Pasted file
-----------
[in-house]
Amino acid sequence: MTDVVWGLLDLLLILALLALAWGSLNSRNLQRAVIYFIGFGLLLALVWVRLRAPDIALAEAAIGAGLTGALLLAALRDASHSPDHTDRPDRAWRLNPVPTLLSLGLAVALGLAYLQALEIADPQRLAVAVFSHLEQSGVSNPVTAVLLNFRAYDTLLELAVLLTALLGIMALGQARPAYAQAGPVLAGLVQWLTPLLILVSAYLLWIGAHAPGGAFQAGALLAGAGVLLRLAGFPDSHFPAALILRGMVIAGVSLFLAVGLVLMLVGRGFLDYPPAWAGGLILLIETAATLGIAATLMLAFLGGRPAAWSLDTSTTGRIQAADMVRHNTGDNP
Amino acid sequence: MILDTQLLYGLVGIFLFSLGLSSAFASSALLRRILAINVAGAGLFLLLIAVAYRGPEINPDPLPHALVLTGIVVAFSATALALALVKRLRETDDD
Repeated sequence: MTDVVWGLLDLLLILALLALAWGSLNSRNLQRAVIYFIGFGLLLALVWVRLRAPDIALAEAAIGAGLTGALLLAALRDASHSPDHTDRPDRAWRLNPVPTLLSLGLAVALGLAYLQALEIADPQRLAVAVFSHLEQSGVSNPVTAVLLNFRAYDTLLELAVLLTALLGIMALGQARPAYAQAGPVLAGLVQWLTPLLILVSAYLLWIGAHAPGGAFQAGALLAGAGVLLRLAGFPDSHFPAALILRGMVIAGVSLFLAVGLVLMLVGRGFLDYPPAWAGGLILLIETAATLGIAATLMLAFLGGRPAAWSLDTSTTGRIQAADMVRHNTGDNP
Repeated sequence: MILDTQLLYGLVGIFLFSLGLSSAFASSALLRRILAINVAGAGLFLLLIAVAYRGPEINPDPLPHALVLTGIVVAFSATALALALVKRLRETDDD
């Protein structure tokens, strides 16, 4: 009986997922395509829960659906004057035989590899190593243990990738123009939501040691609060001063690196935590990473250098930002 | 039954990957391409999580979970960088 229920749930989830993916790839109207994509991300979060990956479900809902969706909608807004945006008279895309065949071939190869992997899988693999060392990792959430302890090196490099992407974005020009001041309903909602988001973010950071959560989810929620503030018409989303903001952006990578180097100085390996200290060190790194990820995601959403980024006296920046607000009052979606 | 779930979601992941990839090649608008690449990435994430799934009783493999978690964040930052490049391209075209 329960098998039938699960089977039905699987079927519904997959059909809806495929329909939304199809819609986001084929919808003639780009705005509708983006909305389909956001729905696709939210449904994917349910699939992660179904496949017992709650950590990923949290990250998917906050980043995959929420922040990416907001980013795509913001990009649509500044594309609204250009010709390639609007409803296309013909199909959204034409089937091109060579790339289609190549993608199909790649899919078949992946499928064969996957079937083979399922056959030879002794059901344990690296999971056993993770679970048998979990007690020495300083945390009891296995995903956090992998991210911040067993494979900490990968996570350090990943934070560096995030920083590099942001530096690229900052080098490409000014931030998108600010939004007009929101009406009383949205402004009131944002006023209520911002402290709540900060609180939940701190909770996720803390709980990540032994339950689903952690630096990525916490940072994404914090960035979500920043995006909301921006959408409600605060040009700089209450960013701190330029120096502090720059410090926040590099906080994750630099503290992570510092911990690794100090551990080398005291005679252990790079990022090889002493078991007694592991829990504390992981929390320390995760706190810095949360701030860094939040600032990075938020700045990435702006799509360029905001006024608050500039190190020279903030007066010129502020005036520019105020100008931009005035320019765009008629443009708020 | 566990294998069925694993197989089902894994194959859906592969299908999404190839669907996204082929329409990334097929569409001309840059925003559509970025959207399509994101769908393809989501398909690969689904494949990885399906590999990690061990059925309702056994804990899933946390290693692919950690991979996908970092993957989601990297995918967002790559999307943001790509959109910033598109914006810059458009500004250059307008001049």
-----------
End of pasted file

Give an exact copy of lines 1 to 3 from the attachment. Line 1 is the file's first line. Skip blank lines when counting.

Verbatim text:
[in-house]
Amino acid sequence: MTDVVWGLLDLLLILALLALAWGSLNSRNLQRAVIYFIGFGLLLALVWVRLRAPDIALAEAAIGAGLTGALLLAALRDASHSPDHTDRPDRAWRLNPVPTLLSLGLAVALGLAYLQALEIADPQRLAVAVFSHLEQSGVSNPVTAVLLNFRAYDTLLELAVLLTALLGIMALGQARPAYAQAGPVLAGLVQWLTPLLILVSAYLLWIGAHAPGGAFQAGALLAGAGVLLRLAGFPDSHFPAALILRGMVIAGVSLFLAVGLVLMLVGRGFLDYPPAWAGGLILLIETAATLGIAATLMLAFLGGRPAAWSLDTSTTGRIQAADMVRHNTGDNP
Amino acid sequence: MILDTQLLYGLVGIFLFSLGLSSAFASSALLRRILAINVAGAGLFLLLIAVAYRGPEINPDPLPHALVLTGIVVAFSATALALALVKRLRETDDD